France sieges and Yemeni al-Qaeda
French riot police patrol in central Paris as part of the highest level of "Vigipirate" security plan after a shooting at the Paris offices of Charlie HebdoPhilippe Wojazer/Reuters

The Al-Qaeda in the Arabian Peninsula (AQAP) has claimed responsibility for the Charlie Hebdo massacre in Paris as the two Islamist brothers wanted to teach the journalists "a lesson", even as sieges in France come to a bloody end.

A top militant commander of the Yemeni arm, the most active and powerful wing of the al-Qaeda, released an audio recording calling for more such attacks in France.

In the recording carried by jihadist websites, Sheikh Harith al-Nadhari called the French "the heads of infidelity who insult the prophets".

Hailing the Charlie Hebdo attack, staged by the brothers Cherif and Said Kouachi, who were later shot dead in a warehouse in the north of Paris, the al-Qaeda leader told the French: "Better for you to stop striking Muslims so you can live in peace. But if you only wish for war, then rejoice, you will not enjoy peace as long as you wage war on God and his prophets and fight Muslims."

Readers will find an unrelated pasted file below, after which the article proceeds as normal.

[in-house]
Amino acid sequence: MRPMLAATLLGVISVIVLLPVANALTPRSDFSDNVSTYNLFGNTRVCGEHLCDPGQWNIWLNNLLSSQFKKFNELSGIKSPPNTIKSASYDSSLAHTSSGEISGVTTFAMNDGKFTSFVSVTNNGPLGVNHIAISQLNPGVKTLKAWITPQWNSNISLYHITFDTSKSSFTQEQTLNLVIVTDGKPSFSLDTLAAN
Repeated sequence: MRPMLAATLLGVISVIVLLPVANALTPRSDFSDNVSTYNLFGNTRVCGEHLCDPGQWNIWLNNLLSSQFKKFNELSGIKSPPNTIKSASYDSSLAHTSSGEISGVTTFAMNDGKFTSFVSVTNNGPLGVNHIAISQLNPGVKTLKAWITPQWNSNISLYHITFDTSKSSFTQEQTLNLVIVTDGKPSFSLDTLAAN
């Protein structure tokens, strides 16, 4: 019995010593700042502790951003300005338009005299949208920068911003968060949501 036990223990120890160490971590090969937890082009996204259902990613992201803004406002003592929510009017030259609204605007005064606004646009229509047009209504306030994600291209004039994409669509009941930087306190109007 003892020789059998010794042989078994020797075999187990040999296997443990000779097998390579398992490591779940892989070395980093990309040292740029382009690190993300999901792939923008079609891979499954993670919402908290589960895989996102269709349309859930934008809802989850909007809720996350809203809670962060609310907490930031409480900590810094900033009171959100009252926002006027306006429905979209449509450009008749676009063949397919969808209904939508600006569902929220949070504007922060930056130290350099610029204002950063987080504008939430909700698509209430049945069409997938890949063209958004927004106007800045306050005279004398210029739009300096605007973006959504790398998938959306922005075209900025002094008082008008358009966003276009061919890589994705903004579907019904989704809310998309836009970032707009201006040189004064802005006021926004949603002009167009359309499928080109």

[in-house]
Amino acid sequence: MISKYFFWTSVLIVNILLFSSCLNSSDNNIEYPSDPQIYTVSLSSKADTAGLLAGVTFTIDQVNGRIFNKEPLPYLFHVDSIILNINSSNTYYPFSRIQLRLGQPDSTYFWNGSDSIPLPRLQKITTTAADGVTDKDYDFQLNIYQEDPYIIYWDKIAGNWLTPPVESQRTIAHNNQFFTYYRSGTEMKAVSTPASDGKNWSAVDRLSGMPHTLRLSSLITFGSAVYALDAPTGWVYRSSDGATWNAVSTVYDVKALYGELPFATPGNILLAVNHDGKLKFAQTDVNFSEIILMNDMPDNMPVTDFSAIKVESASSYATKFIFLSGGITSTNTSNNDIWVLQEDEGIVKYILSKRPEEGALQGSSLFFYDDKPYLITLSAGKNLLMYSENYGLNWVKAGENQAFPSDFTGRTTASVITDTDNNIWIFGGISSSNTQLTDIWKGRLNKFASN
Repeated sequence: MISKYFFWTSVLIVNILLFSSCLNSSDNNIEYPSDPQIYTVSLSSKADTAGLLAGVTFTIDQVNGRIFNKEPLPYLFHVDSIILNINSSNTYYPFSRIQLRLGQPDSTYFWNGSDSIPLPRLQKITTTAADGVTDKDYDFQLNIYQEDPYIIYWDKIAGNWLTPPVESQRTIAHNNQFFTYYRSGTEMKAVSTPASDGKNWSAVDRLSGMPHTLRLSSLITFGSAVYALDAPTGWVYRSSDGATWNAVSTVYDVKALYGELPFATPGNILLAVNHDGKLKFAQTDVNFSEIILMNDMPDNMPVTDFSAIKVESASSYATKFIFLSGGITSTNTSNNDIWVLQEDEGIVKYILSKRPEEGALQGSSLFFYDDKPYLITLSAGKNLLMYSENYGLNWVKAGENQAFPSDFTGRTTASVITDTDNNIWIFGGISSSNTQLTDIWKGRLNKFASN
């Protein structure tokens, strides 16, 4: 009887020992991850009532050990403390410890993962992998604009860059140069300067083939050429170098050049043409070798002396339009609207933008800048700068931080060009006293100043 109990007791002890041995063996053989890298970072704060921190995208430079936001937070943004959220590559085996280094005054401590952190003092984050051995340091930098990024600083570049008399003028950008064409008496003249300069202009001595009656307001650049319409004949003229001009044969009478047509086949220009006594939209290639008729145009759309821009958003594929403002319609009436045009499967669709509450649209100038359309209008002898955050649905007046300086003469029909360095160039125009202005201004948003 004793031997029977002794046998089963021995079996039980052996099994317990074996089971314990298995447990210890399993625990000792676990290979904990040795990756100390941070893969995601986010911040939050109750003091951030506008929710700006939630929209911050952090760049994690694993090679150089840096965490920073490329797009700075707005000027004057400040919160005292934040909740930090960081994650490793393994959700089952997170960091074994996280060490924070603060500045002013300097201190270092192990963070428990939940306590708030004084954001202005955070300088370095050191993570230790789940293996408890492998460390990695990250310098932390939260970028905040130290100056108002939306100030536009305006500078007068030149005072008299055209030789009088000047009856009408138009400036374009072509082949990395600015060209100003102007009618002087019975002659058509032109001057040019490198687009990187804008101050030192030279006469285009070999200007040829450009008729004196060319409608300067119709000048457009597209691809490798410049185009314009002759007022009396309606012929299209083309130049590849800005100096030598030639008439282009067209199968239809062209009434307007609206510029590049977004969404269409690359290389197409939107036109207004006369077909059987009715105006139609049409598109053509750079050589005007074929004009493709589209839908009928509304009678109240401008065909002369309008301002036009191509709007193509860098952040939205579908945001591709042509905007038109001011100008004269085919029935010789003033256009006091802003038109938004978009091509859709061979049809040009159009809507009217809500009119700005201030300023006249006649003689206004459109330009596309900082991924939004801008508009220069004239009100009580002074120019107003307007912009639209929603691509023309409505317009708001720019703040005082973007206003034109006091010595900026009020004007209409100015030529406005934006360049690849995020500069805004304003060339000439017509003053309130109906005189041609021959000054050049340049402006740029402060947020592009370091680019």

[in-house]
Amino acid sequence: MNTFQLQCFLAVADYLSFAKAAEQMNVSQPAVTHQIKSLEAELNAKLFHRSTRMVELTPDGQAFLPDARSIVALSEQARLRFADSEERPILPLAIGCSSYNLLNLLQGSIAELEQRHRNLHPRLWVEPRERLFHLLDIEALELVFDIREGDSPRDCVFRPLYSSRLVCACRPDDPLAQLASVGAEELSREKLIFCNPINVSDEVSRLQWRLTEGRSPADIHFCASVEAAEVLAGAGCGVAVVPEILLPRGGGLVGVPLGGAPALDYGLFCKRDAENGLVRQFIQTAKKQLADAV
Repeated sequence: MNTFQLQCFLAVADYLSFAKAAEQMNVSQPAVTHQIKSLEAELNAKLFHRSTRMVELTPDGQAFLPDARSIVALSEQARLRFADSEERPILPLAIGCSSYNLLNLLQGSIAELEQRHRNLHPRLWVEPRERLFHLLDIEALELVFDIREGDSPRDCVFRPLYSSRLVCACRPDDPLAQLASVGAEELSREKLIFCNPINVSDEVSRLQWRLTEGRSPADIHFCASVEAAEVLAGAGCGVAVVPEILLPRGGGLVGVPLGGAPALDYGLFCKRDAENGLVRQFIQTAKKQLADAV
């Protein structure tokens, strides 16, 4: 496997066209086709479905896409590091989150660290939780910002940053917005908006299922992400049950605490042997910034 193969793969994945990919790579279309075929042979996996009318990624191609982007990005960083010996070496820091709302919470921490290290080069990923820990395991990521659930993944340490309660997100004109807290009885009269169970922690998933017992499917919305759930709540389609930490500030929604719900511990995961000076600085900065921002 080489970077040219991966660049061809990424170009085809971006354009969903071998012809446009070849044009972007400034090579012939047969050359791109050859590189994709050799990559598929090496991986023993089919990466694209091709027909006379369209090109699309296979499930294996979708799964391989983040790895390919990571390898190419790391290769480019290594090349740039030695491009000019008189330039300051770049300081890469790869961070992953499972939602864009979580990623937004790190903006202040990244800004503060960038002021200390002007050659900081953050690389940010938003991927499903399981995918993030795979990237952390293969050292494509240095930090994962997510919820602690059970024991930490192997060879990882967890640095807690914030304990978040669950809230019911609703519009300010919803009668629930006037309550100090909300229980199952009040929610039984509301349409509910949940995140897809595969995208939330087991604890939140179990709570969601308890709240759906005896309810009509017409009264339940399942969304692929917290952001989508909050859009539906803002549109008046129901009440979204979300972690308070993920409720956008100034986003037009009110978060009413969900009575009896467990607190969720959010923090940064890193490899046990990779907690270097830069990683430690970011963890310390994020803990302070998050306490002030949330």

One of the brothers was said to have travelled to Yemen in 2011 to train with the al-Qaeda militants. However, authorities were uncertain whether the order to launch the onslaught came from the AQAP's top leaders.

Claiming the sieges were ordered by the top leadership of the AQAP, a member of the group told the Associated Press in an English statement: "The leadership of AQAP directed the operations and they have chosen their target carefully as revenge for the honour of the prophet. [France was chosen] because of its obvious role in the war on Islam and oppressed nations."

If the Yemeni AQAP hand is confirmed, this will be first time the group has staged an attack on Western soil after several failed attempts earlier.

The death toll in the twin sieges and the magazine attack has climbed to 17.